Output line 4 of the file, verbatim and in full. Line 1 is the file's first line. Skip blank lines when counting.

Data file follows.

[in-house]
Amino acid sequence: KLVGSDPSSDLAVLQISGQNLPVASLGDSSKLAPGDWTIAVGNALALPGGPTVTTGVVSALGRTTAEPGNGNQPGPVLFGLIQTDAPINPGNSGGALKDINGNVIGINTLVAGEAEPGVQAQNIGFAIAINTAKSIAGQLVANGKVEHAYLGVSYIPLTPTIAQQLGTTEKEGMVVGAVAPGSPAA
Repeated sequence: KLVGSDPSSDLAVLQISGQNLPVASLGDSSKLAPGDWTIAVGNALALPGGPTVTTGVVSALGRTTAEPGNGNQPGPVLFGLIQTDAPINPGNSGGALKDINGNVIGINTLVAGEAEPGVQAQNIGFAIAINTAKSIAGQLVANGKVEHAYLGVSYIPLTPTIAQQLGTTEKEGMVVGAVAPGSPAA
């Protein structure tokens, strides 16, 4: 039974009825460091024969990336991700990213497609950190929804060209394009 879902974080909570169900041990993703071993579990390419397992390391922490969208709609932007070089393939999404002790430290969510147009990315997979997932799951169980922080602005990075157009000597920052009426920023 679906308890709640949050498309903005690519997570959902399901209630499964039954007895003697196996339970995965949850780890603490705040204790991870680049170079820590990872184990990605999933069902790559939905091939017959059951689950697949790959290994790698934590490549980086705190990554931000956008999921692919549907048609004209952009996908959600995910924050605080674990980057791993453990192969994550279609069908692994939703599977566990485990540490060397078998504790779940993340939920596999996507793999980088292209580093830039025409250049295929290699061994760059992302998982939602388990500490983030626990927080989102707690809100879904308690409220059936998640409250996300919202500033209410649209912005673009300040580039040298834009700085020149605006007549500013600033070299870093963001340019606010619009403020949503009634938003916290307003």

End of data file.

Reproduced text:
């Protein structure tokens, strides 16, 4: 039974009825460091024969990336991700990213497609950190929804060209394009 879902974080909570169900041990993703071993579990390419397992390391922490969208709609932007070089393939999404002790430290969510147009990315997979997932799951169980922080602005990075157009000597920052009426920023 679906308890709640949050498309903005690519997570959902399901209630499964039954007895003697196996339970995965949850780890603490705040204790991870680049170079820590990872184990990605999933069902790559939905091939017959059951689950697949790959290994790698934590490549980086705190990554931000956008999921692919549907048609004209952009996908959600995910924050605080674990980057791993453990192969994550279609069908692994939703599977566990485990540490060397078998504790779940993340939920596999996507793999980088292209580093830039025409250049295929290699061994760059992302998982939602388990500490983030626990927080989102707690809100879904308690409220059936998640409250996300919202500033209410649209912005673009300040580039040298834009700085020149605006007549500013600033070299870093963001340019606010619009403020949503009634938003916290307003």